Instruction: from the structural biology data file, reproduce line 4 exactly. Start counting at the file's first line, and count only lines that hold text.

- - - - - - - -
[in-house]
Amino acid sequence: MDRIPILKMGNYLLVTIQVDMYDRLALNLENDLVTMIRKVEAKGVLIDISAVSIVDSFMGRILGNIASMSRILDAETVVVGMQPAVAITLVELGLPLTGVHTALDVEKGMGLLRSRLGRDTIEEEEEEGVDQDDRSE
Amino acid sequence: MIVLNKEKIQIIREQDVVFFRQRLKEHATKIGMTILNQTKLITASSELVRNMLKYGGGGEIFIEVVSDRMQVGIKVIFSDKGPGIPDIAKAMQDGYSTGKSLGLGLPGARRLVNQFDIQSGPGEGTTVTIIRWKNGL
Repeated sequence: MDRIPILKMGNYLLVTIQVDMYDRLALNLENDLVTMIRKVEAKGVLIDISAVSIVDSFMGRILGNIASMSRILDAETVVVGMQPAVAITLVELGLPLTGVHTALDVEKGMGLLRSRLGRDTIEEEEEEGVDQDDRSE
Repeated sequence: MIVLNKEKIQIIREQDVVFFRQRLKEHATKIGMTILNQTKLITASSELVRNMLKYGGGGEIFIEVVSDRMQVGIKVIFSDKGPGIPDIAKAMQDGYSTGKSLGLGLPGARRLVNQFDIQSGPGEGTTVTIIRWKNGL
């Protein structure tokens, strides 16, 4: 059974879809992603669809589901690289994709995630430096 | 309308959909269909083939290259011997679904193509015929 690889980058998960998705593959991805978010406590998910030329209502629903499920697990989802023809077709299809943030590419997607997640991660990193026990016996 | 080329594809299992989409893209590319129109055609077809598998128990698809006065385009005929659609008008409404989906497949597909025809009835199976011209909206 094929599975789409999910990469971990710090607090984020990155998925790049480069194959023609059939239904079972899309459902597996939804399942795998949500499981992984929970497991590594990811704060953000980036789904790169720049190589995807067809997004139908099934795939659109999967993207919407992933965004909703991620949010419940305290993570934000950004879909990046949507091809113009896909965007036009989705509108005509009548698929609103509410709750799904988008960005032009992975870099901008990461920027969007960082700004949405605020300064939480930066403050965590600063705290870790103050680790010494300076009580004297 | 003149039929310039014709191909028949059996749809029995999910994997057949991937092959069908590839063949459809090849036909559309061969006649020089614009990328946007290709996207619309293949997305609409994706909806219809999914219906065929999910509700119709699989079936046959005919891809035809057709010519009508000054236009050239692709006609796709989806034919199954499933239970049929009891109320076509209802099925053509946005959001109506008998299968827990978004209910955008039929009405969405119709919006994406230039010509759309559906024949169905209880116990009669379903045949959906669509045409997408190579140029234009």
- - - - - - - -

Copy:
Repeated sequence: MDRIPILKMGNYLLVTIQVDMYDRLALNLENDLVTMIRKVEAKGVLIDISAVSIVDSFMGRILGNIASMSRILDAETVVVGMQPAVAITLVELGLPLTGVHTALDVEKGMGLLRSRLGRDTIEEEEEEGVDQDDRSE